Center for Biological Diversity

For Immediate Release, November 29, 2016

Contacts:  Sarah Uhlemann, (206) 327-2344,
Stephanie Twining, (301) 258-1491,
Raul Arce-Contreras, (240) 620-3263,
Abby Cohen, (646) 695-7044,

African Leopards One Step Closer to Endangered Species List, Protection From Trophy Hunters

WASHINGTON— The U.S. Fish and Wildlife Service has announced that all leopards may qualify for “endangered” status under the Endangered Species Act. The decision comes in response to a legal petition submitted in July 2016 by The Humane Society of the United States, Humane Society International, International Fund for Animal Welfare, the Center for Biological Diversity and The Fund for Animals.

Leopards are at risk of extinction across their African and Asian range, having suffered a population decline in sub-Saharan Africa of more than 30 percent in the past 25 years, in part due to unsustainable trophy hunting by Americans. Yet due to a loophole in place since 1982, hundreds of leopard trophies per year have been imported into the United States without proper scrutiny by the federal government or scientific experts. In 2014 hunters imported 311 leopard trophies into the United States.

In making its decision, the agency found that the group’s petition presented substantial scientific evidence that endangered protections may be warranted. The decision kicks off a comprehensive review of the status of the species.

“African leopard numbers are plummeting and as the largest leopard trophy importer in the world, the United States has taken a critical step toward ensuring that our consumption does not threaten the survival of this species,” said Teresa M. Telecky, director of the wildlife department at HSI.

“This is a crucial step forward in saving these imperiled animals,” said Jeff Flocken, IFAW’s North America regional director. “We thank the U.S. Fish and Wildlife Service for recognizing that enhanced protections under U.S. law may be warranted.”

“Initiating a status review of the species is long overdue,” said Anna Frostic, senior wildlife attorney for The HSUS, “and it is imperative that FWS expeditiously conclude this process and take action to increase oversight of African leopard trophy imports, as required by law.”

“Leopards in Asia and northern Africa have long been recognized as endangered,” said Sarah Uhlemann, international program director at the Center for Biological Diversity. “And the United States must extend this same level of protection to all leopards to reverse their disturbing decline.”

  • In sub-Saharan Africa, the leopard population has declined by more than 30 percent in the past 25 years, and the species has lost 48 to 67 percent of its historic range in Africa.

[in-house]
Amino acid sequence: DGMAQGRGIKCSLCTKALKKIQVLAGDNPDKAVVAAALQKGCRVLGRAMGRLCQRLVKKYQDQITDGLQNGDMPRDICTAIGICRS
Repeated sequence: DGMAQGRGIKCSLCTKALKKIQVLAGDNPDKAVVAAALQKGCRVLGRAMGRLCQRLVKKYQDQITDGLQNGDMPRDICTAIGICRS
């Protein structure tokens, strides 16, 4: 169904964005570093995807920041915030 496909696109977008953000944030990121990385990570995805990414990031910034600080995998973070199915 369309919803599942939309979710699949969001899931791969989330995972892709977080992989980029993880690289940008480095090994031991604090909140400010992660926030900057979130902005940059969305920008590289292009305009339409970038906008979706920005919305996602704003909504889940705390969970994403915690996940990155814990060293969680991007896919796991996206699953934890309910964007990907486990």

• Between 2005 and 2014, at least 10,191 individual leopards were traded internationally as hunting trophies, with the United States as the top importer (accounting for 45 percent of this trade).
  • The number of leopard trophy imports has remained over 300 per year since 1999, despite commitments from the Fish and Wildlife Service in 1982 to only allow “very few” leopard trophies into the country.
  • Panthera pardus is listed on CITES Appendix I, which prohibits international trade for commercial purposes, but this international agreement does not prohibit trade in hunting trophies.
  • Competition for records and prizes, such as Safari Club International’s “Grand Slam Cats of the World” and others, drive wealthy trophy hunters to seek out the world’s rarest animals and encourage trophy hunting at a time when the long-held belief that such killing aided conservation efforts is crumbling under increasing evidence that ecotourism boosts economies more than hunting expeditions.
  • Trophy hunting is under increased scrutiny following the 2015 killing of Cecil the lion in Zimbabwe.

The Center for Biological Diversity is a national, nonprofit conservation organization with more than 1 million members and online activists dedicated to the protection of endangered species and wild places.

The Humane Society of the United States is the most effective animal protection organization, as rated by our peers. For more than 60 years, we have celebrated the protection of all animals and confronted all forms of cruelty. We and our affiliates are the nation’s largest provider of hands-on services for animals, caring for more than 150,000 animals each year, and we prevent cruelty to millions more through our advocacy campaigns. Read more about our more than 60 years of transformational change for animals and people.

Humane Society International and its partner organizations together constitute one of the world’s largest animal protection organizations. For more than 25 years, HSI has been working for the protection of all animals through the use of science, advocacy, education and hands on programs. Celebrating animals and confronting cruelty worldwide – on the Web at

Founded in 1969, IFAW saves animals in crisis around the world. With projects in more than 40 countries, IFAW rescues individual animals, works to prevent cruelty to animals, and advocates for the protection of wildlife and habitats. For more information, visit

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